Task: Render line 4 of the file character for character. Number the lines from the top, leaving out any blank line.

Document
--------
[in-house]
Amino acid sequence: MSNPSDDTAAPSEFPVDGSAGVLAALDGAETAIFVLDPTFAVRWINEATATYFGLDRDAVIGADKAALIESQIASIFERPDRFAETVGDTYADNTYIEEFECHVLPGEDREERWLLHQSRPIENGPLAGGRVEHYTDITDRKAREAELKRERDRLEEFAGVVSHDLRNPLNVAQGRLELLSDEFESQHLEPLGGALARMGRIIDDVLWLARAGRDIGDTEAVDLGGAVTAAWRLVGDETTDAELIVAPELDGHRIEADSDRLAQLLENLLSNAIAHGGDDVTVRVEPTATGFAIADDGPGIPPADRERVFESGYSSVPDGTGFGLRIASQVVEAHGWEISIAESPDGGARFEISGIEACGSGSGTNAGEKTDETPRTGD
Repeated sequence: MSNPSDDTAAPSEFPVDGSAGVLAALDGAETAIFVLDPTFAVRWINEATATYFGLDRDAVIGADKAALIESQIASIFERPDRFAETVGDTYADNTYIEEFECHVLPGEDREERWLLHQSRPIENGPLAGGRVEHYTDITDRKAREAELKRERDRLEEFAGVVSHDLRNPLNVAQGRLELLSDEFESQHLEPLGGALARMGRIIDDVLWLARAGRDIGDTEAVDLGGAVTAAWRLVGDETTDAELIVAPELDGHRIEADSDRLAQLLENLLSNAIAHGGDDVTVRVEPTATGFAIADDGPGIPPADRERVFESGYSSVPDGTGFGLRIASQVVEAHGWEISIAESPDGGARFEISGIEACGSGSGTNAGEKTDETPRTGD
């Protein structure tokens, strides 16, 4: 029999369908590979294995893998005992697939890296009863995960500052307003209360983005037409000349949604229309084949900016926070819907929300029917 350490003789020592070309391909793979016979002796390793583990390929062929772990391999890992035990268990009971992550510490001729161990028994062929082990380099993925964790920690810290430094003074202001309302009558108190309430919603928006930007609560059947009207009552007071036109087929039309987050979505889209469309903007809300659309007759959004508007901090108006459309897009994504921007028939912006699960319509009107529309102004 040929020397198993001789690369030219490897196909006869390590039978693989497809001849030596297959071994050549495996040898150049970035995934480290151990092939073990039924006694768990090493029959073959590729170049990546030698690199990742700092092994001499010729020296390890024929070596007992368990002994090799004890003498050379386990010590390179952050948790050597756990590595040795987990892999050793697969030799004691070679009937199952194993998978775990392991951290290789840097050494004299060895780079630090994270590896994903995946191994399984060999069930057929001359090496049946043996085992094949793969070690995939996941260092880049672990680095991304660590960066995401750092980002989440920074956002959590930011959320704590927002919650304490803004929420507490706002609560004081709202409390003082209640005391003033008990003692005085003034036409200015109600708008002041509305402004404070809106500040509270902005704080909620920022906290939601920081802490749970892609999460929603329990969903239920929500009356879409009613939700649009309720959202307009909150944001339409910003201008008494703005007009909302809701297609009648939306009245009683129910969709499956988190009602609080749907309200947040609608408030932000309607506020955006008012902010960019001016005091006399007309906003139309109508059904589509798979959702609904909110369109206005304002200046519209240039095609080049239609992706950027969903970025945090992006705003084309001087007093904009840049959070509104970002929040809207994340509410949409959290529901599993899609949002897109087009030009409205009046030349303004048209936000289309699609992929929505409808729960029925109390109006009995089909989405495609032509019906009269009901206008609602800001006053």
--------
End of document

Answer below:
């Protein structure tokens, strides 16, 4: 029999369908590979294995893998005992697939890296009863995960500052307003209360983005037409000349949604229309084949900016926070819907929300029917 350490003789020592070309391909793979016979002796390793583990390929062929772990391999890992035990268990009971992550510490001729161990028994062929082990380099993925964790920690810290430094003074202001309302009558108190309430919603928006930007609560059947009207009552007071036109087929039309987050979505889209469309903007809300659309007759959004508007901090108006459309897009994504921007028939912006699960319509009107529309102004 040929020397198993001789690369030219490897196909006869390590039978693989497809001849030596297959071994050549495996040898150049970035995934480290151990092939073990039924006694768990090493029959073959590729170049990546030698690199990742700092092994001499010729020296390890024929070596007992368990002994090799004890003498050379386990010590390179952050948790050597756990590595040795987990892999050793697969030799004691070679009937199952194993998978775990392991951290290789840097050494004299060895780079630090994270590896994903995946191994399984060999069930057929001359090496049946043996085992094949793969070690995939996941260092880049672990680095991304660590960066995401750092980002989440920074956002959590930011959320704590927002919650304490803004929420507490706002609560004081709202409390003082209640005391003033008990003692005085003034036409200015109600708008002041509305402004404070809106500040509270902005704080909620920022906290939601920081802490749970892609999460929603329990969903239920929500009356879409009613939700649009309720959202307009909150944001339409910003201008008494703005007009909302809701297609009648939306009245009683129910969709499956988190009602609080749907309200947040609608408030932000309607506020955006008012902010960019001016005091006399007309906003139309109508059904589509798979959702609904909110369109206005304002200046519209240039095609080049239609992706950027969903970025945090992006705003084309001087007093904009840049959070509104970002929040809207994340509410949409959290529901599993899609949002897109087009030009409205009046030349303004048209936000289309699609992929929505409808729960029925109390109006009995089909989405495609032509019906009269009901206008609602800001006053």